With the opening of its new DMK baby formula center, the Humana brand also has won an exciting new base of operations. With its new “myHumana Pack’’ packaging, Humana has recently brought to market an exciting packaging innovation that is also being produced in Strückhausen. Some key benefits: The new packaging can be opened and closed easily. A special protective membrane keeps the milk powder fresh until it's ready to be used. Special barriers prevent moisture and bacteria and the loss of powder. The new package’s bigger opening eliminates the need for parents to directly handle powder, limiting contamination. An ergonomic design and practical spoon holder also allows parents to fill and handle baby bottles with just one hand. “This innovative packaging enables baby formula to be prepared in a way that is safer, more hygienic and simpler than ever before,’’ says Iris Behrens, the Head of Global Marketing at Humana.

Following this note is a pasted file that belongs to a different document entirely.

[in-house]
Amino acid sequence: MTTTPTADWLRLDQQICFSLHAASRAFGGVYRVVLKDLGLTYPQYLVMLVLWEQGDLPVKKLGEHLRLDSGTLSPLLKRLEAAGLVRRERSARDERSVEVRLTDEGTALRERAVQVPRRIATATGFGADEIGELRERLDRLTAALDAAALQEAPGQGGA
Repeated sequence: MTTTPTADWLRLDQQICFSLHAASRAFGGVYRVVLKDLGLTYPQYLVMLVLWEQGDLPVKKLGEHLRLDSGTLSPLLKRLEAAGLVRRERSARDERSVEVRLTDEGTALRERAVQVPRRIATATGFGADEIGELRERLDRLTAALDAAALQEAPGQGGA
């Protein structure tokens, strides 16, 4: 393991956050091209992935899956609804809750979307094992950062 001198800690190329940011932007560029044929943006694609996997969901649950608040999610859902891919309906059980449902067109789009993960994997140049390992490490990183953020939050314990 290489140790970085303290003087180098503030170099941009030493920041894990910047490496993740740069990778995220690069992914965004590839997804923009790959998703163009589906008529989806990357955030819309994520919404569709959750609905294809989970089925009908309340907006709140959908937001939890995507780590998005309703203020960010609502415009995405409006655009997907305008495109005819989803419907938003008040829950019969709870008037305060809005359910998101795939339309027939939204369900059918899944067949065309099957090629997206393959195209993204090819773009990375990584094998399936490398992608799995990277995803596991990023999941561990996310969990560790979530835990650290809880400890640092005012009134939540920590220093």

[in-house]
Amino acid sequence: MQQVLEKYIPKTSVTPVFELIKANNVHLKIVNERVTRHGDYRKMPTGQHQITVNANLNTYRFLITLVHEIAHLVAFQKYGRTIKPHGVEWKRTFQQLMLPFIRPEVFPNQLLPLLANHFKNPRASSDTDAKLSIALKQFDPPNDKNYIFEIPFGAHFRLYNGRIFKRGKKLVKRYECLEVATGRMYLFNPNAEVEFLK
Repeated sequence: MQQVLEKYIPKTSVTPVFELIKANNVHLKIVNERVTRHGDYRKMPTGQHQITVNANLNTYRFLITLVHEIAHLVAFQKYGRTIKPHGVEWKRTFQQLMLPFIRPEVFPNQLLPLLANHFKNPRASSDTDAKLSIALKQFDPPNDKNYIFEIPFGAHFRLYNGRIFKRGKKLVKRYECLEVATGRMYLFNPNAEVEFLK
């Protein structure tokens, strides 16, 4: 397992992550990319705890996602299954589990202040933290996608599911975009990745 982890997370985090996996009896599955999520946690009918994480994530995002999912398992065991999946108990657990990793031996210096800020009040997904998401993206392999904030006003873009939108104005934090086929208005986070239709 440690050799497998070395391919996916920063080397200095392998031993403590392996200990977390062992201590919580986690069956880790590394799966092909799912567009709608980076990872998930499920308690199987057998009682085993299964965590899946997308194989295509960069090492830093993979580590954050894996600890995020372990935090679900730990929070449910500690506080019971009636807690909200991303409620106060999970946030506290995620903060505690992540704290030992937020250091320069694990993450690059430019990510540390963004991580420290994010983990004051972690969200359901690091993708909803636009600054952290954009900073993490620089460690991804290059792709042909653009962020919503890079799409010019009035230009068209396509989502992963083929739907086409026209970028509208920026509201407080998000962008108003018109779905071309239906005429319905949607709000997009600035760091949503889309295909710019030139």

The guests came from many corners of the world. Before they set off on a tour, DMK CEO Ingo Müller, DMK Supervisory Board Chairman Heinz Korte and Lower Saxony Science and Culture Minister Björn Thümler spoke to the group. Mr. Thümler looked back on the 135-year history that “over the last decades has been marked by more low points than high ones. That is why I am more than pleased to note that DMK has again invested in Lower Saxony and chosen the state in Germany to officially begin production of baby formula and baby foods at this top modern facility.’’ Heinz Korte also said the transformation of the facility provides a foundation for a new beginning in Strückhausen: “We can now leverage the power of our cooperative profitably for every member.’’ Ingo Müller completed his career training in Strückhausen. The expectation that “everything would remain exactly as it is’’ is utopic, he stressed. “As long as the market is in motion, the market players must also be on the move.’’